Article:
Tobiah Wong graduates into the novice ranks with the goal of finishing at the head of the class.
“I’m trying to be the top Alberta man in novice,” said the fourth-place pre-novice skater at the recent Skate Canada Challenge in Pierrefonds, Quebec. “It’s a big jump though just because usually everybody has such strong jumps than in pre-novice.”
The St. Albert Skating Centre performer completed his third and last year in the U16 division with his best showing at the pre-novice nationals after placing second out of seven skaters at the Alberta/NWT/Nunavut Sectionals in Lethbridge.
“This time I felt more prepared going into it and I had more of a positive attitude,” Wong said. “It was more of an exciting moment to go just so that I can do well.”
Wong, 16, was third in the short program and 16th in the freeskate, or long program, and his 81.89 overall point total was the fourth highest out of 40 competitors.
Matthew Newnham of the Ice Palace Figure Skating Club and the top skater at sectionals was the winner with 112 points while sweeping the short and freeskate categories.
“I was definitely going for the top, like up on the podium,” Wong said. “It was not the result I wanted but it’s a big improvement from previous Challenges.”
Last year’s result was “definitely bottom half, 30th maybe,” said the Grade 11 Ross Sheppard High School student.
“This year it was different. I think it was the best I’ve done for a short program but the long program that was a bit of a stumble,” Wong added. “Just a bad skate.”
The fourth-place result bodes well for Wong in the U17 novice level.
“This year I think he will be a real solid novice in the provincial. He will be really good,” said coach Ben Ferreira. “His skating skills have got stronger. He’s acquired a few more triple jumps. The program components for him are better. The spins are better.
“He’s buying into doing the run-throughs and buying into the off-ice work and doing a lot of the stuff that he needs to do if he wants to go to the next level. He’s really improved a lot and it’s been fun to see.”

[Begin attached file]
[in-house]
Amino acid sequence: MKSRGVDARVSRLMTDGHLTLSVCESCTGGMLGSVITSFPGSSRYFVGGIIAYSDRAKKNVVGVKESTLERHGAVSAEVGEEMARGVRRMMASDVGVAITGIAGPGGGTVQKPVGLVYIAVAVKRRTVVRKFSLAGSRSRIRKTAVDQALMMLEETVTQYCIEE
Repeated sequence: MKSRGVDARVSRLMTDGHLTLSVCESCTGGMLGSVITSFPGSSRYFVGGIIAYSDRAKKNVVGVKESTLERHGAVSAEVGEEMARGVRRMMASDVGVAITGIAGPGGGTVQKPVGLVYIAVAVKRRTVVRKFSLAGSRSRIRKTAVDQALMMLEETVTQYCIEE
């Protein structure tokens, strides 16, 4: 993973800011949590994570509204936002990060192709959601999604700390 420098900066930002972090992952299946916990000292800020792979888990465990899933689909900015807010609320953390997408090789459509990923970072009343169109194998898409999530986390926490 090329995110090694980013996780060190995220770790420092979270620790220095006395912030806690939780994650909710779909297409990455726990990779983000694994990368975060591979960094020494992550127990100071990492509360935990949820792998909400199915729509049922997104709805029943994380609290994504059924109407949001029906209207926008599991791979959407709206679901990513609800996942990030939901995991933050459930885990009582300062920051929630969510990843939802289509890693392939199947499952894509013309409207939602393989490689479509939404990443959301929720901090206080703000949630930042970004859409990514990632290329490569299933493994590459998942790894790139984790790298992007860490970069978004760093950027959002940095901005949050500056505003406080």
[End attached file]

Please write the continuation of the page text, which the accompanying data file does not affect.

The difference from last year’s 59.35 points for 30th place to this year at the Skate Canada Challenge started in the short program.
“He was last in short (out of 42 skaters) but pulled it up in the long (23rd). He just didn’t have a good day that day,” Ferreira said. “Pre-novice is a very good level to grow his overall skating and he did a great job this year. He was third in the short and was fourth overall but for him it was that whole experience of being in that final group at a Challenge. He’s never had that before so it was a very positive year for him for sure.”
Success starts in the short program, according to Ferreira.
“You have required elements to hit but here’s the golden rule with the short program: you can’t win the event with the short program but you can lose the event with the short program,” said the 2004 Canadian senior men’s silver medallist. “You want to set yourself up in that final group of six skaters usually.
“The long program is a little bit of different. It’s more free. You can kind of choose which elements you want to go in and of course maximize a points strategy that makes sense to the reliability of the skater and what they can do.”
Wong, who is on the cutting edge of mastering the triple flip, prefers the short program, maxed out at 2:40 minutes, than the free skate with a 3:10 time limit.
“It’s just because of the music and the way I perform it,” said the former Fliteway Figure Skating Club member.
Playing to the crowd in the short or long programs with the ice as the stage as been a work in progress for Wong.
“I’ve enjoyed it more over time. As a kid I didn’t really enjoy it that much but now I’m definitely opening up to it.”
Wong started skating eight years ago and has embraced the sport with open arms.
“It’s just more of a good feeling that I get when I skate and it’s not like I’m feeling forced to skate it’s more like I get excited and happy.”